Chemin de navigation

Left navigation

Additional tools

Autres langues disponibles: aucune


Cecilia Malmström

Member of the European Commission responsible for Home Affairs

Data Retention Directive – a valuable tool in fighting serious crime and terrorism, but in need of improvement

Press conference on the Evaluation report on the Data Retention Directive

Brussels, 18 April 2011

Ladies and gentlemen,

One of my main objectives as Commissioner for Home Affairs is to ensure that people in Europe are and feel secure. Secure from terrorism and serious crime; but also secure from excessive state intrusion into their private life. Five years ago, the Data Retention Directive came into force, and the Commission adopted today an evaluation – not a legal assessment - of how it has operated in practice and how it needs to be amended.

In short, the report shows that data retention has proven useful in criminal investigations, but that there is need for improvement as regards the design of the Directive so that it better respects both the security and the privacy of our citizens.

Before going into the details of the findings, I think it is important to recall the circumstances in which this Directive was passed. It was in the aftermath of the bombings in Madrid and London, Europe was on a heightened state of alert. There was enormous pressure on governments to ensure that their police and prosecutors had all the tools that they need for tracking terrorism and other security threats.

Telecommunications traffic and location data is one of those tools, which is why the European Union took steps to guarantee that these data would be available if needed for criminal investigation.

Why we need an EU data retention law

For me, it is important that we have evidence that an EU approach is necessary. Therefore, the evaluation report that I present today brings together the contributions we have received from Member States, Members of the European Parliament, telecommunications and internet service providers, data protection authorities, experts and other stakeholders.

Overall, the information we have received indicates that data retention subject to EU regulation is indeed a necessary measure:

  • necessary because historic telecommunications data can be crucial in solving crimes and ensuring justice is served;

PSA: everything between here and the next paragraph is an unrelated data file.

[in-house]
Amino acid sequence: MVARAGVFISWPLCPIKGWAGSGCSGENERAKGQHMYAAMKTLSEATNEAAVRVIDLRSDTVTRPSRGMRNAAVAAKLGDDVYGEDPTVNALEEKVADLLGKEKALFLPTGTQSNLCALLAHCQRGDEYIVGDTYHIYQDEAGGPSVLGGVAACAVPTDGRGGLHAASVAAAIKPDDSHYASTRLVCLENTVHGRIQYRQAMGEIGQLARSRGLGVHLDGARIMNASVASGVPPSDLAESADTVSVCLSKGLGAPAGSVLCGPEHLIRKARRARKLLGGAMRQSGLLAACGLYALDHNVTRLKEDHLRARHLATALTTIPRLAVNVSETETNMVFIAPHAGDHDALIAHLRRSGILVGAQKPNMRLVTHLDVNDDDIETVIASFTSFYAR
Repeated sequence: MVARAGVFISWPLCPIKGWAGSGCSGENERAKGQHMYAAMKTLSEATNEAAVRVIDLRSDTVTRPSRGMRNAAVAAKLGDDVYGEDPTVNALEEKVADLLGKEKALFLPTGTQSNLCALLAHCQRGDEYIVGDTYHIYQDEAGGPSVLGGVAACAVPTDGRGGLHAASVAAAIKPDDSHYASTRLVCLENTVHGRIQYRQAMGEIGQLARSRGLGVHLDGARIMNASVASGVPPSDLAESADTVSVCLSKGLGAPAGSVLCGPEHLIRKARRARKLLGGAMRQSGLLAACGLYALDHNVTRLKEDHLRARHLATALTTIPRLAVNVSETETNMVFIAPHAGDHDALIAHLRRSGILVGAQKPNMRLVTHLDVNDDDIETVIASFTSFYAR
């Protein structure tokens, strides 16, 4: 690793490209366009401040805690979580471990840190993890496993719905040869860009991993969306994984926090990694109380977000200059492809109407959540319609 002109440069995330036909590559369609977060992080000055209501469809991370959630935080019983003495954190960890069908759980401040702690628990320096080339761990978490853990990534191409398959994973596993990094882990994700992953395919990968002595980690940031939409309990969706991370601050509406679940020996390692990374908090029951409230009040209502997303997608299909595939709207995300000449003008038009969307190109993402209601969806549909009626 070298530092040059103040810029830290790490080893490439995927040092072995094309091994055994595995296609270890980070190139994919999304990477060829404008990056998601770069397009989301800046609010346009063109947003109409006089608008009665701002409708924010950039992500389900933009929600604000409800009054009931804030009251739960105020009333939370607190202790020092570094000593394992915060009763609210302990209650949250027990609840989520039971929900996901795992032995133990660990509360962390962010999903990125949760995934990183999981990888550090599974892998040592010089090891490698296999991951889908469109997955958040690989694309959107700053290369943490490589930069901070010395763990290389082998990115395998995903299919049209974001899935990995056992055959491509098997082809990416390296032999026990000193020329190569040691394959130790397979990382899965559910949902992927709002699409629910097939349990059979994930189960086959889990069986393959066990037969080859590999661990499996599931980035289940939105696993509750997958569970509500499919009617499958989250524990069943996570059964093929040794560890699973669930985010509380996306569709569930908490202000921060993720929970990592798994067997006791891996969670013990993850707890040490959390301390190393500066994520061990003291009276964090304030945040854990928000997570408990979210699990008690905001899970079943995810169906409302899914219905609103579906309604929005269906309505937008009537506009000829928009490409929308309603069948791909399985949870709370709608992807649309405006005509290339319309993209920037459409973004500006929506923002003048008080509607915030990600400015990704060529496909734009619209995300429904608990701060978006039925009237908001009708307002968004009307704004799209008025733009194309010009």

• necessary because industry needs to know that data retention rules will be as consistent as possible throughout the internal market;

  • necessary because citizens are entitled to know that there are solid and consistent safeguards for protecting their personal data wherever it is stored or processed in the European Union.

If we didn't have EU rules on this, data retention would not disappear. Member States would almost certainly maintain their rules on compulsory retention and operators would retain data for commercial purposes.

The value of data retention to criminal justice and law enforcement

It is often impossible to isolate and weigh the value of a single type of evidence in the outcome of a criminal investigation or prosecution. But we have many examples of specific cases where traffic data retention was crucial. Let me mention only three of them:

  • In Hungary and Poland in 2009/2010 fraudsters would telephone elderly people pretending to be a relation in need of money. In some cases these vulnerable individuals were robbed of thousands of euro. Police could only identify the perpetrators through examining data generated by those phone calls.

  • The conviction in 2009 of a gangster boss connected with the seizure of heroin smuggled from Afghanistan to the UK valued at almost €40m - enough to supply the demand of 8000 users – was secured solely thanks to telephone evidence linking him to criminal networks.

  • And at the EU level, Europol facilitated Operation Rescue which targeted an international paedophile network of 70 000 members, uncovered the identities of 670 suspected members and helped protect more than 200 children from further abuse. Unfortunately, it was not possible to pursue these investigations in Member States which have not transposed the data retention directive.

Mixed results and insufficient harmonisation

But even though the directive aims to harmonise certain aspects of data retention, the results of this harmonisation are mixed. Law and practical application vary greatly from one Member State to another.

Some Member States have a clear, defined limitation of purpose for which traffic data may be retained and used. Others do not. Some Member States require the retention for 2 years, others for only 6 months. Provisions for data protection and authorisation of individual requests for data are also highly divergent.

The directive does not in itself guarantee that data are stored, retrieved and used in full compliance with the right to privacy and protection of personal data. That is up to the Member States, and that is why the constitutional courts in some Member States have annulled the legislation transposing the Directive.

In summary, there is considerable variation between Member States when it comes to purpose, retention periods, procedures and conditions for access, reimbursement of the costs of the operators and how often Member States access to data and what types of data are mostly used.

Areas for improvement

There is room for improvement in the current data retention directive, as the shortcomings are sources of considerable concern both for industry and our citizens.

What will we do now? We will work with Member States; we will work with the European Parliament, national parliaments, different stakeholders and NGOs, civil society etcetera to listen to them and to get their advice and opinions. We will also do an impact assessment and, based on that, hopefully later this year we will present amendments to the directive.

Thank you.

Side Bar